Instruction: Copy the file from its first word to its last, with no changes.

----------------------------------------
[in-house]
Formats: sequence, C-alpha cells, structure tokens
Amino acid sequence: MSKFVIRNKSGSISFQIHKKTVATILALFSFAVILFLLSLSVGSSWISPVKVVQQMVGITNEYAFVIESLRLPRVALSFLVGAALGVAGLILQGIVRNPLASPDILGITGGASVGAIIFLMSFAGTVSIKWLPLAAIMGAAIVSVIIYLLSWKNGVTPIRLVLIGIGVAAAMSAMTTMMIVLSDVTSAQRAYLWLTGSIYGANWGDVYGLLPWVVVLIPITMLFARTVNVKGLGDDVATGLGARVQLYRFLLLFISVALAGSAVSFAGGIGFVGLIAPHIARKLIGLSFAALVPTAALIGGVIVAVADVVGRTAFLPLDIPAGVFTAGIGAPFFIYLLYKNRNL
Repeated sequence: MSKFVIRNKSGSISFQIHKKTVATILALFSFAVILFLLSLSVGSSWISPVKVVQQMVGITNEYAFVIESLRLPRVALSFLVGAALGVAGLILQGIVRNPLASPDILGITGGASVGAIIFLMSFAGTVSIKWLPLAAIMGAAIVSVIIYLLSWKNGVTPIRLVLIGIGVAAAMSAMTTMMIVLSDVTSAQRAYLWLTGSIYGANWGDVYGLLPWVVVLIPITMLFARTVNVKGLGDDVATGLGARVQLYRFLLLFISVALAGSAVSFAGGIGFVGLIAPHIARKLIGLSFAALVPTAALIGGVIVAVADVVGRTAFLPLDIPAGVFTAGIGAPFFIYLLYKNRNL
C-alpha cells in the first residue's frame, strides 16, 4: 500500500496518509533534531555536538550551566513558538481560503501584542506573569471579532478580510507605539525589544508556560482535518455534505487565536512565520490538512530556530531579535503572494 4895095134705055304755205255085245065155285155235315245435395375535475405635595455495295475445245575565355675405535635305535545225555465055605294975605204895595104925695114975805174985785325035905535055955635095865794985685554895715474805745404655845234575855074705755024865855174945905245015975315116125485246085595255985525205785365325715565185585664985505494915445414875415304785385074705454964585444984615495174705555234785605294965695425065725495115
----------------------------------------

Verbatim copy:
[in-house]
Formats: sequence, C-alpha cells, structure tokens
Amino acid sequence: MSKFVIRNKSGSISFQIHKKTVATILALFSFAVILFLLSLSVGSSWISPVKVVQQMVGITNEYAFVIESLRLPRVALSFLVGAALGVAGLILQGIVRNPLASPDILGITGGASVGAIIFLMSFAGTVSIKWLPLAAIMGAAIVSVIIYLLSWKNGVTPIRLVLIGIGVAAAMSAMTTMMIVLSDVTSAQRAYLWLTGSIYGANWGDVYGLLPWVVVLIPITMLFARTVNVKGLGDDVATGLGARVQLYRFLLLFISVALAGSAVSFAGGIGFVGLIAPHIARKLIGLSFAALVPTAALIGGVIVAVADVVGRTAFLPLDIPAGVFTAGIGAPFFIYLLYKNRNL
Repeated sequence: MSKFVIRNKSGSISFQIHKKTVATILALFSFAVILFLLSLSVGSSWISPVKVVQQMVGITNEYAFVIESLRLPRVALSFLVGAALGVAGLILQGIVRNPLASPDILGITGGASVGAIIFLMSFAGTVSIKWLPLAAIMGAAIVSVIIYLLSWKNGVTPIRLVLIGIGVAAAMSAMTTMMIVLSDVTSAQRAYLWLTGSIYGANWGDVYGLLPWVVVLIPITMLFARTVNVKGLGDDVATGLGARVQLYRFLLLFISVALAGSAVSFAGGIGFVGLIAPHIARKLIGLSFAALVPTAALIGGVIVAVADVVGRTAFLPLDIPAGVFTAGIGAPFFIYLLYKNRNL
C-alpha cells in the first residue's frame, strides 16, 4: 500500500496518509533534531555536538550551566513558538481560503501584542506573569471579532478580510507605539525589544508556560482535518455534505487565536512565520490538512530556530531579535503572494 4895095134705055304755205255085245065155285155235315245435395375535475405635595455495295475445245575565355675405535635305535545225555465055605294975605204895595104925695114975805174985785325035905535055955635095865794985685554895715474805745404655845234575855074705755024865855174945905245015975315116125485246085595255985525205785365325715565185585664985505494915445414875415304785385074705454964585444984615495174705555234785605294965695425065725495115